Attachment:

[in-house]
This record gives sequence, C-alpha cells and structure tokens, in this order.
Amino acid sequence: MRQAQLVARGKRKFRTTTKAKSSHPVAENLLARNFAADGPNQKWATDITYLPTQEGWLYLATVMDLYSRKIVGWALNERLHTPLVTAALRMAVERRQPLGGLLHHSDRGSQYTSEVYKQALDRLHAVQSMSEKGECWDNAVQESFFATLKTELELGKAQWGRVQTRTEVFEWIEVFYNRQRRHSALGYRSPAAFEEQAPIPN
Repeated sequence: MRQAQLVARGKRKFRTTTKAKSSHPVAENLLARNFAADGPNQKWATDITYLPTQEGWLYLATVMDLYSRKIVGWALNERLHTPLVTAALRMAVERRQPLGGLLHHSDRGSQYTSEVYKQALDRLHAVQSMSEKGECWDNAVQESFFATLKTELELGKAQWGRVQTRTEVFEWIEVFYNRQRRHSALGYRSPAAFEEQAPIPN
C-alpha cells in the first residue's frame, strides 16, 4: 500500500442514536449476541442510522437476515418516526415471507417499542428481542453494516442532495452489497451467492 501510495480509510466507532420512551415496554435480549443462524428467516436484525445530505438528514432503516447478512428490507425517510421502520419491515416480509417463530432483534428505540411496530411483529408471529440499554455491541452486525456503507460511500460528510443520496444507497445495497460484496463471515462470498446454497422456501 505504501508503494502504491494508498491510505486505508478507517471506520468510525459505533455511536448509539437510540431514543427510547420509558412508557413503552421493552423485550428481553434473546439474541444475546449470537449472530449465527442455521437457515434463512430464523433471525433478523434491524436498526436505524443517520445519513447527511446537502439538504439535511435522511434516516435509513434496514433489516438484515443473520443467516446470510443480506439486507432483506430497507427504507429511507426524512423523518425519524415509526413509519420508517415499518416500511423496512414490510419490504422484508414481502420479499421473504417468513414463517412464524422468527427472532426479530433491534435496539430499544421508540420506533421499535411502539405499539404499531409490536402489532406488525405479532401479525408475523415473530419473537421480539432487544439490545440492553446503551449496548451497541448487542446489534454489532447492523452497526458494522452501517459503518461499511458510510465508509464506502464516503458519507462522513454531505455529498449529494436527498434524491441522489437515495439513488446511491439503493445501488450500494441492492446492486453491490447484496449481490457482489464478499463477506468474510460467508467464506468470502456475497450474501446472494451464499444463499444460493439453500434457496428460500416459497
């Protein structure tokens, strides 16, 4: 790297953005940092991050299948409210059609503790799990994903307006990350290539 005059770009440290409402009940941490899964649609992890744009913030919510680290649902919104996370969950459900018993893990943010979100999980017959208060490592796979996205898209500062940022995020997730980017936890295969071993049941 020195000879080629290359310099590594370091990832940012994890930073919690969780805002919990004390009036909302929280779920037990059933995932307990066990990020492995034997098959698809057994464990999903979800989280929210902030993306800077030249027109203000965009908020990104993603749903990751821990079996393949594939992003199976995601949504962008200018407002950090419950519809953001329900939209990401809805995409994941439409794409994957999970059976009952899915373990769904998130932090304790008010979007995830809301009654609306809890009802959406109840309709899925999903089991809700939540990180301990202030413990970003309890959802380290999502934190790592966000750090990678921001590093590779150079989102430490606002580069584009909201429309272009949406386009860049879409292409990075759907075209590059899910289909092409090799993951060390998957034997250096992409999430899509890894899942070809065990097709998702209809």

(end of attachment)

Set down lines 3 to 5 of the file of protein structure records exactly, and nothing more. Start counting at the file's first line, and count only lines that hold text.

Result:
Amino acid sequence: MRQAQLVARGKRKFRTTTKAKSSHPVAENLLARNFAADGPNQKWATDITYLPTQEGWLYLATVMDLYSRKIVGWALNERLHTPLVTAALRMAVERRQPLGGLLHHSDRGSQYTSEVYKQALDRLHAVQSMSEKGECWDNAVQESFFATLKTELELGKAQWGRVQTRTEVFEWIEVFYNRQRRHSALGYRSPAAFEEQAPIPN
Repeated sequence: MRQAQLVARGKRKFRTTTKAKSSHPVAENLLARNFAADGPNQKWATDITYLPTQEGWLYLATVMDLYSRKIVGWALNERLHTPLVTAALRMAVERRQPLGGLLHHSDRGSQYTSEVYKQALDRLHAVQSMSEKGECWDNAVQESFFATLKTELELGKAQWGRVQTRTEVFEWIEVFYNRQRRHSALGYRSPAAFEEQAPIPN
C-alpha cells in the first residue's frame, strides 16, 4: 500500500442514536449476541442510522437476515418516526415471507417499542428481542453494516442532495452489497451467492 501510495480509510466507532420512551415496554435480549443462524428467516436484525445530505438528514432503516447478512428490507425517510421502520419491515416480509417463530432483534428505540411496530411483529408471529440499554455491541452486525456503507460511500460528510443520496444507497445495497460484496463471515462470498446454497422456501 505504501508503494502504491494508498491510505486505508478507517471506520468510525459505533455511536448509539437510540431514543427510547420509558412508557413503552421493552423485550428481553434473546439474541444475546449470537449472530449465527442455521437457515434463512430464523433471525433478523434491524436498526436505524443517520445519513447527511446537502439538504439535511435522511434516516435509513434496514433489516438484515443473520443467516446470510443480506439486507432483506430497507427504507429511507426524512423523518425519524415509526413509519420508517415499518416500511423496512414490510419490504422484508414481502420479499421473504417468513414463517412464524422468527427472532426479530433491534435496539430499544421508540420506533421499535411502539405499539404499531409490536402489532406488525405479532401479525408475523415473530419473537421480539432487544439490545440492553446503551449496548451497541448487542446489534454489532447492523452497526458494522452501517459503518461499511458510510465508509464506502464516503458519507462522513454531505455529498449529494436527498434524491441522489437515495439513488446511491439503493445501488450500494441492492446492486453491490447484496449481490457482489464478499463477506468474510460467508467464506468470502456475497450474501446472494451464499444463499444460493439453500434457496428460500416459497